- Parents – Do talk to your graduate. Set aside 15 minutes every day to spend quality time with your senior. Set it at a time that is convenient for both of you. Be consistent. Admit up front that you’ve not been a perfect parent and ask forgiveness for ways you’ve fallen short along the way. This can be a very important breakthrough for authenticity and for setting a good path for the future. Listen to him; learn from her.
- Churches – Have an event or two (properly socially distanced of course) where pastor and youth leaders give dedicated time to your graduates. Anything involving food is a great start. Listen to them; learn from them.
- Parents – Take time now to assess your relationship with each other. Often, as children grow up, parents spend more time parenting than they do “spouse-ing.” When your child leaves home, there will be a very different family system in place. Have you been taking care of your marriage? If not, what steps can you take in the next few weeks to begin a new course in your relationship?
- Church Leaders – When children leave home, the family undergoes significant trauma, grief, and change. Statistics tell us that one of the most dangerous times in the health of a marriage is when the last child leaves a home. Spouses have often been relating more to their children and careers and may not have given each other the time needed to keep their marriage strong. Pay attention; ask questions; be a bit nosey if need be. It is far better to do so now as opposed to trying to deal with a marriage that has blown apart at the seams.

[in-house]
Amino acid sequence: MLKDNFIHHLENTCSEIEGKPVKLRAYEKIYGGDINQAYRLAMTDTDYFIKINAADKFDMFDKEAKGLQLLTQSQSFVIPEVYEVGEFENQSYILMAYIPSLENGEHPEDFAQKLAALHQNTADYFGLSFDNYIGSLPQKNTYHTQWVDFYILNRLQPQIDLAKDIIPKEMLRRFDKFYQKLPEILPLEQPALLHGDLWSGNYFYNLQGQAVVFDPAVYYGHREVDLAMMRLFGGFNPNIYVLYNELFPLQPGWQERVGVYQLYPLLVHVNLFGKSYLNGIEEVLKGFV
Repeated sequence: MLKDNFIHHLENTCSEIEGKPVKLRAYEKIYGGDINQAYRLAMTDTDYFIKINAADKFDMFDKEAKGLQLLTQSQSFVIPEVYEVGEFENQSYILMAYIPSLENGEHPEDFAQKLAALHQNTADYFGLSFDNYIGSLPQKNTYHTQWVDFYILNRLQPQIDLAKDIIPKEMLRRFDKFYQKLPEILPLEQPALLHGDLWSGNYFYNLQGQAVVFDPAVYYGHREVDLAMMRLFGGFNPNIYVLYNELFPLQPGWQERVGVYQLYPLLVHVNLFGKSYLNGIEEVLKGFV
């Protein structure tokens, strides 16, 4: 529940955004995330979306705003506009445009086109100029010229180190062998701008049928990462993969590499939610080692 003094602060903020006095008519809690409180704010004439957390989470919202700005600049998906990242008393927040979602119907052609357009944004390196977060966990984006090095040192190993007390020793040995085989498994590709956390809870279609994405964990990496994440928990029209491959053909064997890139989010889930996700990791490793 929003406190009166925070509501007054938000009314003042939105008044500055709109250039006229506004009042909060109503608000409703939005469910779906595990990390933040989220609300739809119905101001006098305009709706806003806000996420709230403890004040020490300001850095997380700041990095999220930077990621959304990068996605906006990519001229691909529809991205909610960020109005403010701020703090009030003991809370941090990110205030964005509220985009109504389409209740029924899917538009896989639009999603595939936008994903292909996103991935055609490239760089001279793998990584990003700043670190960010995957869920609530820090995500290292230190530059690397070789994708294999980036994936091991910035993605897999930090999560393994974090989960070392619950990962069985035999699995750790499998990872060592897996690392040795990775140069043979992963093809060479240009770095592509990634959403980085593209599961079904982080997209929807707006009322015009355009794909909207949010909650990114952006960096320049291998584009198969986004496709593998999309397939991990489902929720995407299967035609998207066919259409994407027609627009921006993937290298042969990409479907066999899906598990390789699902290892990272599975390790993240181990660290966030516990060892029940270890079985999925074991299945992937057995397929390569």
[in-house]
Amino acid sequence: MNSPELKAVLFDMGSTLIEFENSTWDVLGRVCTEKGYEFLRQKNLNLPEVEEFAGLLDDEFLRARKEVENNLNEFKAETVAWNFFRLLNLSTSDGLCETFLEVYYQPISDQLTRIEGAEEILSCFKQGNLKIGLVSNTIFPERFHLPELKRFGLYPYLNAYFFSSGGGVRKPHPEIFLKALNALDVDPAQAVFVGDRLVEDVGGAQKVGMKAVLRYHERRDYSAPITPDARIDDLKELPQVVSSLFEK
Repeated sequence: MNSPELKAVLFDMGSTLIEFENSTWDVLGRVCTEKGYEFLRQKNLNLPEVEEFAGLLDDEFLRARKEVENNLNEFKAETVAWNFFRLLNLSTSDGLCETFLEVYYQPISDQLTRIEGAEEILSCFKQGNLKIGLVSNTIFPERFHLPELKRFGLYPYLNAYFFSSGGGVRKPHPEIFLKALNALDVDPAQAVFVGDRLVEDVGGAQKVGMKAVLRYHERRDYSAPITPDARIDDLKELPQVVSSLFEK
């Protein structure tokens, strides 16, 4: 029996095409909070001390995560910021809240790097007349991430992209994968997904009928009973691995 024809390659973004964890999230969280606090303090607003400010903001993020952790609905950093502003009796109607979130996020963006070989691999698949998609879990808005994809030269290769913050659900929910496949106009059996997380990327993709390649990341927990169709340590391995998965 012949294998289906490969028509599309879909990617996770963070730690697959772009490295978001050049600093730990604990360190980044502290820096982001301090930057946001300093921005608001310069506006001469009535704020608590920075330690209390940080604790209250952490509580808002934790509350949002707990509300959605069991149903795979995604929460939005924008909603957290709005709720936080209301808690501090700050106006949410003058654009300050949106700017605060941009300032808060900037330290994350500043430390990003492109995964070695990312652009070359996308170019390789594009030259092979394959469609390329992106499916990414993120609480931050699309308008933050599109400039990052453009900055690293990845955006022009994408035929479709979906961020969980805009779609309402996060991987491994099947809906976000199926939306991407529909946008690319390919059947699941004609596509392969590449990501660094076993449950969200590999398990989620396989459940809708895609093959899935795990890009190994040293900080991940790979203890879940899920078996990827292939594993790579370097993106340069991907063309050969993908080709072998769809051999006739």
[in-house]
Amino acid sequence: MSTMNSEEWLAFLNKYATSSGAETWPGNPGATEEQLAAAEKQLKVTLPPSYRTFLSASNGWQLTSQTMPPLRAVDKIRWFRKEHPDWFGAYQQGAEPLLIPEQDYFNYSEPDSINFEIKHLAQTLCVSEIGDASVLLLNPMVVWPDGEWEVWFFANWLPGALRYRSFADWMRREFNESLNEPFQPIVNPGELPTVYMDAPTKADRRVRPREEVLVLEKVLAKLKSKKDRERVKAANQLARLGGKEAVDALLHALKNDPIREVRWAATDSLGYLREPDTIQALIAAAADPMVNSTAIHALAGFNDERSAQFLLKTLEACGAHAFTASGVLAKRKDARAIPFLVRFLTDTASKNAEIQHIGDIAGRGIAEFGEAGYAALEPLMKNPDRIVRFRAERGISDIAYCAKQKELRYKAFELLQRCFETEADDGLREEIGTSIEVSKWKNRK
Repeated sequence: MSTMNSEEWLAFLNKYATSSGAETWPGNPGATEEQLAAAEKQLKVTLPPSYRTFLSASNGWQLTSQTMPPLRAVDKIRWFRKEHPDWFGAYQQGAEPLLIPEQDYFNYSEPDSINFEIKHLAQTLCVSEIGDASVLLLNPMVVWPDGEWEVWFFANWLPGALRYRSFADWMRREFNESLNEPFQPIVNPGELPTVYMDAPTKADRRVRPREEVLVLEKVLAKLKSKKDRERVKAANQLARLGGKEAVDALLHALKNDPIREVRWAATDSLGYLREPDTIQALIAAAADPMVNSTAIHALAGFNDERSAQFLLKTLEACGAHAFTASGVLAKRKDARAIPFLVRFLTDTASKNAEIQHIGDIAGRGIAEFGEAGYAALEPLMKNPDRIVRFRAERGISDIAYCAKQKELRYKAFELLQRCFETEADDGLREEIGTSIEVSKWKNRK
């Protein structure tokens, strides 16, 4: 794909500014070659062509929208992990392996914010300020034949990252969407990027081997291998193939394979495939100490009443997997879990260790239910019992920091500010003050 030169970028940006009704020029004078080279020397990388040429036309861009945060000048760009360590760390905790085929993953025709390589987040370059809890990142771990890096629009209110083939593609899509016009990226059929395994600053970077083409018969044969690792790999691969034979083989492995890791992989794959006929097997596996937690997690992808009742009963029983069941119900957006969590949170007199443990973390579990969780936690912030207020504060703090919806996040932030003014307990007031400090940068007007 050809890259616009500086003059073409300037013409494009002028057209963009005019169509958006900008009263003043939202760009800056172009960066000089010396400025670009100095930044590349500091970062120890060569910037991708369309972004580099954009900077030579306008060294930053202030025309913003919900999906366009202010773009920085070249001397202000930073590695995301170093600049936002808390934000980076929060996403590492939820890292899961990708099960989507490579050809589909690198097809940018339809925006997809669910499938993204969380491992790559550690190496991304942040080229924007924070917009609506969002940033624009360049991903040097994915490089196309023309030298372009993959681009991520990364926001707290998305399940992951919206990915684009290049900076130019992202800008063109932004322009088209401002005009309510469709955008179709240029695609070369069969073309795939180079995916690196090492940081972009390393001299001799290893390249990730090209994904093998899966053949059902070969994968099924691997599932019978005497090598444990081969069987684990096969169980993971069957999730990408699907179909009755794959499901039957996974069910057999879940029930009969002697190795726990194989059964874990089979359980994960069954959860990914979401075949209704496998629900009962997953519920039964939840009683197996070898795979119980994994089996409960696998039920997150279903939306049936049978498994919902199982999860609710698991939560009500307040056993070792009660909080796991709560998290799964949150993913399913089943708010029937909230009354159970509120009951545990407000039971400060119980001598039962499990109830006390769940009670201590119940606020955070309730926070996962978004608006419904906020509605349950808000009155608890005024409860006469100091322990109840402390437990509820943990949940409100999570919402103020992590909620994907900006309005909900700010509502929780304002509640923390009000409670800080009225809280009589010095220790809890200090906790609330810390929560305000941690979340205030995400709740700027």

- Parents – Give your blessing as your child heads into a new season of life. Make sure your child knows that you will always love him and always “be there” for her. Practice now what it means to “be there” while allowing your child to struggle, critically think, and problem-solve for himself. Resist any and all urges to fix things – especially if you’ve been a fixer in the past.
- Churches – It is time to give your blessing as well, as your students begin this new season. You will always be their home church. It’s important to give them your blessing and your expectation that they find a college church when they move off to school. Encourage them to also be involved in an on-campus ministry (Baptist Collegiate Ministry) where they will find discipleship in small groups, loving spiritual mentors, and an encouraging atmosphere. Here they will be able to develop leadership skills, gain confidence in their faith, and be mobilized for missions and service – all with a goal of preparing them to be trained, mature believers when they graduate next time – from college. Send me their names, where they will be going after graduation, and their contact info to firstname.lastname@example.org. I will make sure they are contacted and invited to BCM and to local churches where they are going.
Send them well. Pray for them and promise them that you will always love them and care for them. You don’t have to “kick them out of the nest,” but you do need to help them flex their wings, gain confidence, and then “Go with God.”
Joe Graham serves as Collegiate Ministries catalyst for the Georgia Baptist Mission Board.